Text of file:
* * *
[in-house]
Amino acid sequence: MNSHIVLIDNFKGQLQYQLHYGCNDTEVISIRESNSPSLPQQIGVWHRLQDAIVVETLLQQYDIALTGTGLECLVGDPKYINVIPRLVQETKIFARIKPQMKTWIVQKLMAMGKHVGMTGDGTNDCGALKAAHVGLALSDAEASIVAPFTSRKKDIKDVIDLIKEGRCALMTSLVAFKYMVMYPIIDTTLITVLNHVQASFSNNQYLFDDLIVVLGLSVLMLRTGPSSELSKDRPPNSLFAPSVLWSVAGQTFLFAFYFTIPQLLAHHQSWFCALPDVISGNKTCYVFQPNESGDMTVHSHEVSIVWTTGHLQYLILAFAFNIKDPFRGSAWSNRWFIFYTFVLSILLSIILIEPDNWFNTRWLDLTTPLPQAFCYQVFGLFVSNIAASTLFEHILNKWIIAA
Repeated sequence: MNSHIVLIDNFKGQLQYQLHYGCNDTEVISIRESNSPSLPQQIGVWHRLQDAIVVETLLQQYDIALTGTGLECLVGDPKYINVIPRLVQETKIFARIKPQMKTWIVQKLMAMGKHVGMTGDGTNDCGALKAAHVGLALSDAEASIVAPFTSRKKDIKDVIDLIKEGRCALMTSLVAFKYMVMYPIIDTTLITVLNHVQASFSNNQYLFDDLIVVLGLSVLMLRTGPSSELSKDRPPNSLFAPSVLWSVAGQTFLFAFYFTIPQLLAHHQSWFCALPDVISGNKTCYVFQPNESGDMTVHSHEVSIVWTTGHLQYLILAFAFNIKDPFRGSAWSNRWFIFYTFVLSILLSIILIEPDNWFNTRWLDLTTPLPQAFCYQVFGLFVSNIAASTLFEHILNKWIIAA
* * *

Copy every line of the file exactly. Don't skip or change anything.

[in-house]
Amino acid sequence: MNSHIVLIDNFKGQLQYQLHYGCNDTEVISIRESNSPSLPQQIGVWHRLQDAIVVETLLQQYDIALTGTGLECLVGDPKYINVIPRLVQETKIFARIKPQMKTWIVQKLMAMGKHVGMTGDGTNDCGALKAAHVGLALSDAEASIVAPFTSRKKDIKDVIDLIKEGRCALMTSLVAFKYMVMYPIIDTTLITVLNHVQASFSNNQYLFDDLIVVLGLSVLMLRTGPSSELSKDRPPNSLFAPSVLWSVAGQTFLFAFYFTIPQLLAHHQSWFCALPDVISGNKTCYVFQPNESGDMTVHSHEVSIVWTTGHLQYLILAFAFNIKDPFRGSAWSNRWFIFYTFVLSILLSIILIEPDNWFNTRWLDLTTPLPQAFCYQVFGLFVSNIAASTLFEHILNKWIIAA
Repeated sequence: MNSHIVLIDNFKGQLQYQLHYGCNDTEVISIRESNSPSLPQQIGVWHRLQDAIVVETLLQQYDIALTGTGLECLVGDPKYINVIPRLVQETKIFARIKPQMKTWIVQKLMAMGKHVGMTGDGTNDCGALKAAHVGLALSDAEASIVAPFTSRKKDIKDVIDLIKEGRCALMTSLVAFKYMVMYPIIDTTLITVLNHVQASFSNNQYLFDDLIVVLGLSVLMLRTGPSSELSKDRPPNSLFAPSVLWSVAGQTFLFAFYFTIPQLLAHHQSWFCALPDVISGNKTCYVFQPNESGDMTVHSHEVSIVWTTGHLQYLILAFAFNIKDPFRGSAWSNRWFIFYTFVLSILLSIILIEPDNWFNTRWLDLTTPLPQAFCYQVFGLFVSNIAASTLFEHILNKWIIAA